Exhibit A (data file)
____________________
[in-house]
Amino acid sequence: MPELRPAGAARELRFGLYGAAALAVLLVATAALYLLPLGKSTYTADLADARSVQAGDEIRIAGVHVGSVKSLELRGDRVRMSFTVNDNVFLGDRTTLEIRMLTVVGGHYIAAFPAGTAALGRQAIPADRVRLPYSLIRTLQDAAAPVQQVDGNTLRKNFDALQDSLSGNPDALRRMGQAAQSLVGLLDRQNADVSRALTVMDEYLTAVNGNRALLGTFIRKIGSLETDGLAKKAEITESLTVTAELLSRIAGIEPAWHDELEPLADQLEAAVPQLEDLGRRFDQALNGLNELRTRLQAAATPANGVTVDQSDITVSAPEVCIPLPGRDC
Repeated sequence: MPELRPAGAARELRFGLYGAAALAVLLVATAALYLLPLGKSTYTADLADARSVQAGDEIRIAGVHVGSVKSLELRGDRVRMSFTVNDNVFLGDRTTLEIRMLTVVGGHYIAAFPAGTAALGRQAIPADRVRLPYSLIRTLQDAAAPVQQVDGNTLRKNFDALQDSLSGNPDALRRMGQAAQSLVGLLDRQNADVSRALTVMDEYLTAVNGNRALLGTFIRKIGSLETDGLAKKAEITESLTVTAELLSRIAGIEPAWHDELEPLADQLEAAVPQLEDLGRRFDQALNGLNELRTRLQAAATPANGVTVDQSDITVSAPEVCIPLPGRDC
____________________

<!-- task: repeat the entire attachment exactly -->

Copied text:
[in-house]
Amino acid sequence: MPELRPAGAARELRFGLYGAAALAVLLVATAALYLLPLGKSTYTADLADARSVQAGDEIRIAGVHVGSVKSLELRGDRVRMSFTVNDNVFLGDRTTLEIRMLTVVGGHYIAAFPAGTAALGRQAIPADRVRLPYSLIRTLQDAAAPVQQVDGNTLRKNFDALQDSLSGNPDALRRMGQAAQSLVGLLDRQNADVSRALTVMDEYLTAVNGNRALLGTFIRKIGSLETDGLAKKAEITESLTVTAELLSRIAGIEPAWHDELEPLADQLEAAVPQLEDLGRRFDQALNGLNELRTRLQAAATPANGVTVDQSDITVSAPEVCIPLPGRDC
Repeated sequence: MPELRPAGAARELRFGLYGAAALAVLLVATAALYLLPLGKSTYTADLADARSVQAGDEIRIAGVHVGSVKSLELRGDRVRMSFTVNDNVFLGDRTTLEIRMLTVVGGHYIAAFPAGTAALGRQAIPADRVRLPYSLIRTLQDAAAPVQQVDGNTLRKNFDALQDSLSGNPDALRRMGQAAQSLVGLLDRQNADVSRALTVMDEYLTAVNGNRALLGTFIRKIGSLETDGLAKKAEITESLTVTAELLSRIAGIEPAWHDELEPLADQLEAAVPQLEDLGRRFDQALNGLNELRTRLQAAATPANGVTVDQSDITVSAPEVCIPLPGRDC